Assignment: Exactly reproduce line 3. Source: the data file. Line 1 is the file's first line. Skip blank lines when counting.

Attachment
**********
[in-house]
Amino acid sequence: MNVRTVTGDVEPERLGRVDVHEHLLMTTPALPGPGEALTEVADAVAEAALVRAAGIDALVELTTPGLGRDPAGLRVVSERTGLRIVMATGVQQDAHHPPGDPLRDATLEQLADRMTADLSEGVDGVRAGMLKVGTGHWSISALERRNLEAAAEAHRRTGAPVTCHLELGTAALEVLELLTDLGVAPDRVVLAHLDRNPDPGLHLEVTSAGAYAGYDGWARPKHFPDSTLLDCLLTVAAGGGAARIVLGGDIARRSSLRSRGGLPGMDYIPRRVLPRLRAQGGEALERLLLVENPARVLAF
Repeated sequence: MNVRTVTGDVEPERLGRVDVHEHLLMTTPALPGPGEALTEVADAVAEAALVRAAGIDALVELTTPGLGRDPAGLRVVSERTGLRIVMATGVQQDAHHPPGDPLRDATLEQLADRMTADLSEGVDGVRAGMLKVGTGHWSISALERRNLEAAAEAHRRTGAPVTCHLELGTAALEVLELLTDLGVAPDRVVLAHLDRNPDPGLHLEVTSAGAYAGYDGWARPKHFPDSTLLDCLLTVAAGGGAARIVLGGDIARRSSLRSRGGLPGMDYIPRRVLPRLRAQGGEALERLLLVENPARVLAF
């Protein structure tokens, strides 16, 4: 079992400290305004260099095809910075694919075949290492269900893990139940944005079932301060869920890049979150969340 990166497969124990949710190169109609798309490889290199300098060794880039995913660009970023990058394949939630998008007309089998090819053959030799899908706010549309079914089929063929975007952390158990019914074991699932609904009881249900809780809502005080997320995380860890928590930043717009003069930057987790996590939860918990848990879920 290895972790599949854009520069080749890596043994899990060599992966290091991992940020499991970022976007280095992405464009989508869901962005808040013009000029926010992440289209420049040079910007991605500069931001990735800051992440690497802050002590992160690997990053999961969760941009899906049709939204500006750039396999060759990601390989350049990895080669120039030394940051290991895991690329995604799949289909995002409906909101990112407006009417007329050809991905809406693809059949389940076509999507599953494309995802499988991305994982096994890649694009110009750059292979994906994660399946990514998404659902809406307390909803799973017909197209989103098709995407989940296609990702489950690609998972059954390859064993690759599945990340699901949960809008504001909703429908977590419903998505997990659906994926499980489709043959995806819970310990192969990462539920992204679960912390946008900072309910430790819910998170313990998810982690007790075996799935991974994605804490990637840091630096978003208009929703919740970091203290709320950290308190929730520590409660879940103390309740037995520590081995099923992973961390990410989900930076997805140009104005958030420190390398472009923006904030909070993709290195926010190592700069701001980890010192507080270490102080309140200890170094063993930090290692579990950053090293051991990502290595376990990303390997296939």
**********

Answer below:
Repeated sequence: MNVRTVTGDVEPERLGRVDVHEHLLMTTPALPGPGEALTEVADAVAEAALVRAAGIDALVELTTPGLGRDPAGLRVVSERTGLRIVMATGVQQDAHHPPGDPLRDATLEQLADRMTADLSEGVDGVRAGMLKVGTGHWSISALERRNLEAAAEAHRRTGAPVTCHLELGTAALEVLELLTDLGVAPDRVVLAHLDRNPDPGLHLEVTSAGAYAGYDGWARPKHFPDSTLLDCLLTVAAGGGAARIVLGGDIARRSSLRSRGGLPGMDYIPRRVLPRLRAQGGEALERLLLVENPARVLAF